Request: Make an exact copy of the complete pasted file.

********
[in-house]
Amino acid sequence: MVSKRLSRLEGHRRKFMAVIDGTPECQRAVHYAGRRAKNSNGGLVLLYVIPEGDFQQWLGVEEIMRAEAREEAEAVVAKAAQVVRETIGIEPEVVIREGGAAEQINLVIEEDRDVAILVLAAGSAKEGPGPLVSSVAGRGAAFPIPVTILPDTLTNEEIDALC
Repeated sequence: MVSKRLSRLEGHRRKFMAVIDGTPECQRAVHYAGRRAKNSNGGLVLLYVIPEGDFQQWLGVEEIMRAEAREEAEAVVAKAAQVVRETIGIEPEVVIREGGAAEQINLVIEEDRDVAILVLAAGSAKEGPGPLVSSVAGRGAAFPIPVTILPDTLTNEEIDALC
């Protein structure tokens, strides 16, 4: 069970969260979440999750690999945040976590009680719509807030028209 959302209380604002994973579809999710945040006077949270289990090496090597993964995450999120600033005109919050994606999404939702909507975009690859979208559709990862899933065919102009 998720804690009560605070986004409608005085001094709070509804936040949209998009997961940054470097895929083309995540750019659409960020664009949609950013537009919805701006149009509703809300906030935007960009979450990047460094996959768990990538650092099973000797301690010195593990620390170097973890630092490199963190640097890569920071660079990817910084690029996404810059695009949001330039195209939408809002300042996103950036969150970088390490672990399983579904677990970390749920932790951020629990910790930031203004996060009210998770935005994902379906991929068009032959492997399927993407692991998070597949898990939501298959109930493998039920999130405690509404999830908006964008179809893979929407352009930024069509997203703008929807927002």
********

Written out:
[in-house]
Amino acid sequence: MVSKRLSRLEGHRRKFMAVIDGTPECQRAVHYAGRRAKNSNGGLVLLYVIPEGDFQQWLGVEEIMRAEAREEAEAVVAKAAQVVRETIGIEPEVVIREGGAAEQINLVIEEDRDVAILVLAAGSAKEGPGPLVSSVAGRGAAFPIPVTILPDTLTNEEIDALC
Repeated sequence: MVSKRLSRLEGHRRKFMAVIDGTPECQRAVHYAGRRAKNSNGGLVLLYVIPEGDFQQWLGVEEIMRAEAREEAEAVVAKAAQVVRETIGIEPEVVIREGGAAEQINLVIEEDRDVAILVLAAGSAKEGPGPLVSSVAGRGAAFPIPVTILPDTLTNEEIDALC
């Protein structure tokens, strides 16, 4: 069970969260979440999750690999945040976590009680719509807030028209 959302209380604002994973579809999710945040006077949270289990090496090597993964995450999120600033005109919050994606999404939702909507975009690859979208559709990862899933065919102009 998720804690009560605070986004409608005085001094709070509804936040949209998009997961940054470097895929083309995540750019659409960020664009949609950013537009919805701006149009509703809300906030935007960009979450990047460094996959768990990538650092099973000797301690010195593990620390170097973890630092490199963190640097890569920071660079990817910084690029996404810059695009949001330039195209939408809002300042996103950036969150970088390490672990399983579904677990970390749920932790951020629990910790930031203004996060009210998770935005994902379906991929068009032959492997399927993407692991998070597949898990939501298959109930493998039920999130405690509404999830908006964008179809893979929407352009930024069509997203703008929807927002």